Holes like these were all over the beach. After a wave washed over them they would appear like a little spring as the water was pushed back out by the ghost shrimp living in the burrow. At low tide you can often see these little volcano-like holes in the sand.
Sandy beaches on Dauphin Island.
Ghost shrimp are appropriately named because they are totally transparent. Despite their shrimp-like appearance, they are actually more closely related to crabs. Four distinct species of Ghost shrimp have been identified as inhabiting the waters of the Gulf of Mexico. Found at water’s edge, they burrow down in seafloor sediments, collecting bits of food. Though they are small, reaching up to three to four inches, Ghost shrimp can dig burrows that can be four feet deep. They are an important part of intertidal ecosystems, because they drive oxygen into the sand as they burrow, which helps organic matter to decompose, enriching the sediment, and ultimately providing food for more creatures.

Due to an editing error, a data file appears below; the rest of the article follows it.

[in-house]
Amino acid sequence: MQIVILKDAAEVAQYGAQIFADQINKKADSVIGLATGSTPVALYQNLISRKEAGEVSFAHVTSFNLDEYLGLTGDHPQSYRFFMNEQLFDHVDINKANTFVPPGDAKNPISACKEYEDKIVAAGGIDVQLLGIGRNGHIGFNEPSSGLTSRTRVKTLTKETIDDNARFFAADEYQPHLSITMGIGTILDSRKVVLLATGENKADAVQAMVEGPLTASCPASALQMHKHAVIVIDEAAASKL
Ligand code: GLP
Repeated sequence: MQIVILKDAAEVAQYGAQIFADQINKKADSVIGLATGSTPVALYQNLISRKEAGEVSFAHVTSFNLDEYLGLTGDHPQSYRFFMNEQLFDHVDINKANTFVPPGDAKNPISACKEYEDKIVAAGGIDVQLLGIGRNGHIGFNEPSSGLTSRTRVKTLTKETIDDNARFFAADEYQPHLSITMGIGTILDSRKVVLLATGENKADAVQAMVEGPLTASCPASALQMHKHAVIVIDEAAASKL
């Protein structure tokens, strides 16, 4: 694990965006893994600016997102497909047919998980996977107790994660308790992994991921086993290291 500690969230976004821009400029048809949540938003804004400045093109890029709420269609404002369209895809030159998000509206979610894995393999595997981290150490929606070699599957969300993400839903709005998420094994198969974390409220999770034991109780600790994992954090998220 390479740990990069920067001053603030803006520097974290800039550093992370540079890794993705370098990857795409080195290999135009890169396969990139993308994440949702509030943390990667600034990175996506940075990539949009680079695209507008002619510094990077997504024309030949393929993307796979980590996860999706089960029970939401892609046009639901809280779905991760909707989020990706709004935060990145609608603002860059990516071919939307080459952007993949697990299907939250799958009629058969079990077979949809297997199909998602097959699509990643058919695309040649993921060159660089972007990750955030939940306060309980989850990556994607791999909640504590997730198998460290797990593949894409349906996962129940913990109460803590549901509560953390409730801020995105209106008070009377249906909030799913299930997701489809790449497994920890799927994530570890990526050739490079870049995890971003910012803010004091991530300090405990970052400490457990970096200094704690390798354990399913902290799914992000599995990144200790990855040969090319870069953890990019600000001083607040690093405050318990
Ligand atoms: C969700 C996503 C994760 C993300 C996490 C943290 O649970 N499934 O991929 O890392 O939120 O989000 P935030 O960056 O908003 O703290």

Lat: 30.25, Long: -88.14
Spotted on May 17, 2014
Submitted on May 29, 2014